There she was — really, there they were, Ahmed and Joanne Zayat, their four children — all Orthodox Jews — and a small crowd of friends and relatives, in one of the owners’ boxes at Churchill Downs in Lexington, Kentucky, on a glorious flowering spring Shabbat, watching as their horse won America’s most iconic horse race.

How did they get there?

 

The with-luck-not-too-lonely woman of faith

Local hiker joins love of Judaism and wilderness to create walking adventures 

When you think of the words “wild” and “New Jersey,” you might think of bloated, run-amok politicians, or Sopranos in driveways or diners, or cement-shod bodies tossed under the Meadowlands. It is, after all, the country’s most densely populated state, and better known for the stadium than for actual, you know, meadowlands.

But New Jersey also is home to natural beauty, to wild animals and rattlesnakes, to gravity-defying geological formations, and to part of the Appalachian Trail, as well as to abandoned iron mines, crumbling old mansions, and other human-made artifacts decaying back into nature.

If you look at the maps put out by the New York-New Jersey Trail Conference, sturdily and colorfully printed on a rip-proof, paper-like material called Tyvek — because it is meant to be used by serious hikers on real trails — you will see that the northern part of this state, beginning in western Bergen County and going west from there, is full of parks that are ringed with hiking trails. Just to their north, Rockland, Ulster, and Sullivan counties in New York state are similarly rich in accessible but rough trails.

 

RECENTLYADDED

Master of disguise

Unmistakable Tuvia Tenenbom, journalist discusses his sad findings about Israel, Europe, Germany, and anti-Semitism

When you try to imagine a crusading journalist, someone who would go undercover, assume false identities, pretend to be someone other than who he is, you probably would imagine someone who does not look like Tuvia Tenenbom.

You might expect a master of disguise, able to change his appearance at will, or maybe someone nondescript, mousy, too boring to describe.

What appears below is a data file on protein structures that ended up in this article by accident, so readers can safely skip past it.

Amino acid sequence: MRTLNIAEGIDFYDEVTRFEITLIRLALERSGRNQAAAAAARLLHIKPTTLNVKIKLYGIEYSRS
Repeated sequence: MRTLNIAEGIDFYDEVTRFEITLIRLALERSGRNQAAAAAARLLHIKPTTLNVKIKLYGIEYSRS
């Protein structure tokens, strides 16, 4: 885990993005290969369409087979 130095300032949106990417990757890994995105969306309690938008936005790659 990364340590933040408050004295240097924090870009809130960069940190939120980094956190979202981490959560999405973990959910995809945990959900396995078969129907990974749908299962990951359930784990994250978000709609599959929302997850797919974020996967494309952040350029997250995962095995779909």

That’s not Tuvia.

Tuvia — who will speak at Temple Emanu-el of Closter this Shabbat morning — is not tall, but he is broad; when I met him, he wore a white billowy button-down shirt, open enough to display the thick gold chain around his neck, wild-and-crazy-guy style. His thicket of hair is an unlikely yellow, his glasses a lovely pink. A near-visible fog of cigarette smoke surrounds him at all times, even when he is not smoking.

Tuvia not only loves to smoke, he loves to eat; even more than that, it seems, he loves to explore, to ask questions, to ask forbidden questions, to follow paths that intrigue him, and to explore them even more avidly once they are marked as off limits to him.

 

‘Indescribable’ connections

Zahal Shalom brings Israeli veterans to Ridgewood for touring, love

What happened when the alarm went off in the Pentagon was a reminder of one of the reasons local volunteers behind Zahal Shalom are so eager to open their homes, their schedules, and their wallets to 10 wounded Israeli veterans each year.

During their two-week stay, the Israelis get to see New Jersey, New York, and Washington, D.C.

In Washington, they visited the monuments, ate in the Senate dining room, and took a tour of the Pentagon, where — and this was not on the five-page itinerary — a fire drill caused alarms to clang loudly.

For Anat Nitsan, the alarm brought back memories from the Yom Kippur war, more than 40 years ago. Now an art curator, then she was a soldier at the air force base at Sharm el-Sheikh, at the southern tip of Sinai. She survived the initial surprise attack from the Egyptian air force. And then, in a case of friendly fire, she watched in horror as a missile seemed to target her directly. Somehow she survived that too — though not without a case of post-traumatic stress disorder.

 

We’ve got the horse right here…

Local Orthodox family wins the Kentucky Derby. Really!

It took American Pharoah barely more than two minutes and two seconds to win the 2015 Kentucky Derby.

For Joanne Zayat of Teaneck, whose husband, Ahmed, owns American Pharoah (and yes, that is how it is spelled), those two minutes and barely more than two seconds stretched out and then blurred and bore little relation to regular time as it usually passes.

There she was — really, there they were, Ahmed and Joanne Zayat, their four children — all Orthodox Jews — and a small crowd of friends and relatives, in one of the owners’ boxes at Churchill Downs in Lexington, Kentucky, on a glorious flowering spring Shabbat, watching as their horse won America’s most iconic horse race.

How did they get there?